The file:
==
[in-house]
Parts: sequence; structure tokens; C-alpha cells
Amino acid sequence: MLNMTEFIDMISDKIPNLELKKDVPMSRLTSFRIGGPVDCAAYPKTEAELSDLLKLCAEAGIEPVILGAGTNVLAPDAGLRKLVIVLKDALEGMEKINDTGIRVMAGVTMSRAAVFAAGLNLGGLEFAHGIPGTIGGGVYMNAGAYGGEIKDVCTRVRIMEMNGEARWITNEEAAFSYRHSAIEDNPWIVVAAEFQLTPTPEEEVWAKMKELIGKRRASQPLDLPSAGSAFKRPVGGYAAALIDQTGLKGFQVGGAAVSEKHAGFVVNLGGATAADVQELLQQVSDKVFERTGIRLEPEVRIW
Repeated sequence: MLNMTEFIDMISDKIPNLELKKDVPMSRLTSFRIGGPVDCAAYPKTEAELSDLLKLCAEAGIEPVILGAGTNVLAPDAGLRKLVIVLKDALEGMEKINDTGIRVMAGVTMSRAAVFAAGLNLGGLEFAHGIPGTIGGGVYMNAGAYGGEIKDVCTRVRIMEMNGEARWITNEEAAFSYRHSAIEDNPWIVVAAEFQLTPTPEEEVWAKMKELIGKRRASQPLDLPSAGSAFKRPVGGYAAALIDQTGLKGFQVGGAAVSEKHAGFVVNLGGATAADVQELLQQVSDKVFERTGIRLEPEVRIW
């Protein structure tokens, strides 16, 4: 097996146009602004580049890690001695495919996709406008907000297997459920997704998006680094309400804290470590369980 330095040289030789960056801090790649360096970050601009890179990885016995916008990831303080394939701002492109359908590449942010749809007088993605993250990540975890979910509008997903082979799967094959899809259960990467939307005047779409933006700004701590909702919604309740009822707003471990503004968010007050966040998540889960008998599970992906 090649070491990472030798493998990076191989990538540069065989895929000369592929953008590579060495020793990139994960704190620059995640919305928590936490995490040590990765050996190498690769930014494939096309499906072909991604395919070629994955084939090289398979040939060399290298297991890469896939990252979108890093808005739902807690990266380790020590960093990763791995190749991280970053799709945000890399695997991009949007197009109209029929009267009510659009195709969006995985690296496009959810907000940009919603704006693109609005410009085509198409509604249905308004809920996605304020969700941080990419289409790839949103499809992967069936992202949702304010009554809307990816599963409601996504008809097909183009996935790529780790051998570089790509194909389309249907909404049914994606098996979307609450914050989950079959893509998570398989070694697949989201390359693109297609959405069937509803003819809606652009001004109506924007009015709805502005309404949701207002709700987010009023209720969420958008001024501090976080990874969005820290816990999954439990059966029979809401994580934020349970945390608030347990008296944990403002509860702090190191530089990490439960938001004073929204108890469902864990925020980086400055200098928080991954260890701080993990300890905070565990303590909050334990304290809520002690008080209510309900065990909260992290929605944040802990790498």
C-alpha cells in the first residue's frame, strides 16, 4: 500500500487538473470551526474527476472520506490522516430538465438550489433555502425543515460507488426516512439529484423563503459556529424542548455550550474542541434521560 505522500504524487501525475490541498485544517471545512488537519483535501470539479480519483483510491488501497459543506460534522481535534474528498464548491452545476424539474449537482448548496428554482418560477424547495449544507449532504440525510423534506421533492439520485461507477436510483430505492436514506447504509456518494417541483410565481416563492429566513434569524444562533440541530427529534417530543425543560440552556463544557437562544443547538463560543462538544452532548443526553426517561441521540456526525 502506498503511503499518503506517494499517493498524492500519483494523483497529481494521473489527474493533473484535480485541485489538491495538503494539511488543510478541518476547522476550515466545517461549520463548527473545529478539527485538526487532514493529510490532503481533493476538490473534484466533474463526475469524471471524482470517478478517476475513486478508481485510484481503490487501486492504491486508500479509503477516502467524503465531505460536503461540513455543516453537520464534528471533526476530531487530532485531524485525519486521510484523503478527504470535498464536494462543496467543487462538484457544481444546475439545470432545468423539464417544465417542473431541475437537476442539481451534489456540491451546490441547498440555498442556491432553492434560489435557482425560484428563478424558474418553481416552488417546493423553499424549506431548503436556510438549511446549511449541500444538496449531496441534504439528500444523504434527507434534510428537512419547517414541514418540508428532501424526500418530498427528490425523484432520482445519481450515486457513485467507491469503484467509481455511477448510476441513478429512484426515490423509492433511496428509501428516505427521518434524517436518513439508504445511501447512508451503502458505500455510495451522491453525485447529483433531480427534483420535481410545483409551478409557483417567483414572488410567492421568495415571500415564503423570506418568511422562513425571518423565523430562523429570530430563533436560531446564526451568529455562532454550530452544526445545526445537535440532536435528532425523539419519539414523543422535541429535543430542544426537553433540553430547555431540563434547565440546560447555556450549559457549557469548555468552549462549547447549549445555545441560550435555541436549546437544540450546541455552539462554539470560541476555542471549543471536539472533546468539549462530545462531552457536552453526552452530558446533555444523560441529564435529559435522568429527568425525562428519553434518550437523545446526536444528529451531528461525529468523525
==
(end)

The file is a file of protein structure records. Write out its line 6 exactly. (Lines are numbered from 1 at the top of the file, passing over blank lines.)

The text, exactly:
C-alpha cells in the first residue's frame, strides 16, 4: 500500500487538473470551526474527476472520506490522516430538465438550489433555502425543515460507488426516512439529484423563503459556529424542548455550550474542541434521560 505522500504524487501525475490541498485544517471545512488537519483535501470539479480519483483510491488501497459543506460534522481535534474528498464548491452545476424539474449537482448548496428554482418560477424547495449544507449532504440525510423534506421533492439520485461507477436510483430505492436514506447504509456518494417541483410565481416563492429566513434569524444562533440541530427529534417530543425543560440552556463544557437562544443547538463560543462538544452532548443526553426517561441521540456526525 502506498503511503499518503506517494499517493498524492500519483494523483497529481494521473489527474493533473484535480485541485489538491495538503494539511488543510478541518476547522476550515466545517461549520463548527473545529478539527485538526487532514493529510490532503481533493476538490473534484466533474463526475469524471471524482470517478478517476475513486478508481485510484481503490487501486492504491486508500479509503477516502467524503465531505460536503461540513455543516453537520464534528471533526476530531487530532485531524485525519486521510484523503478527504470535498464536494462543496467543487462538484457544481444546475439545470432545468423539464417544465417542473431541475437537476442539481451534489456540491451546490441547498440555498442556491432553492434560489435557482425560484428563478424558474418553481416552488417546493423553499424549506431548503436556510438549511446549511449541500444538496449531496441534504439528500444523504434527507434534510428537512419547517414541514418540508428532501424526500418530498427528490425523484432520482445519481450515486457513485467507491469503484467509481455511477448510476441513478429512484426515490423509492433511496428509501428516505427521518434524517436518513439508504445511501447512508451503502458505500455510495451522491453525485447529483433531480427534483420535481410545483409551478409557483417567483414572488410567492421568495415571500415564503423570506418568511422562513425571518423565523430562523429570530430563533436560531446564526451568529455562532454550530452544526445545526445537535440532536435528532425523539419519539414523543422535541429535543430542544426537553433540553430547555431540563434547565440546560447555556450549559457549557469548555468552549462549547447549549445555545441560550435555541436549546437544540450546541455552539462554539470560541476555542471549543471536539472533546468539549462530545462531552457536552453526552452530558446533555444523560441529564435529559435522568429527568425525562428519553434518550437523545446526536444528529451531528461525529468523525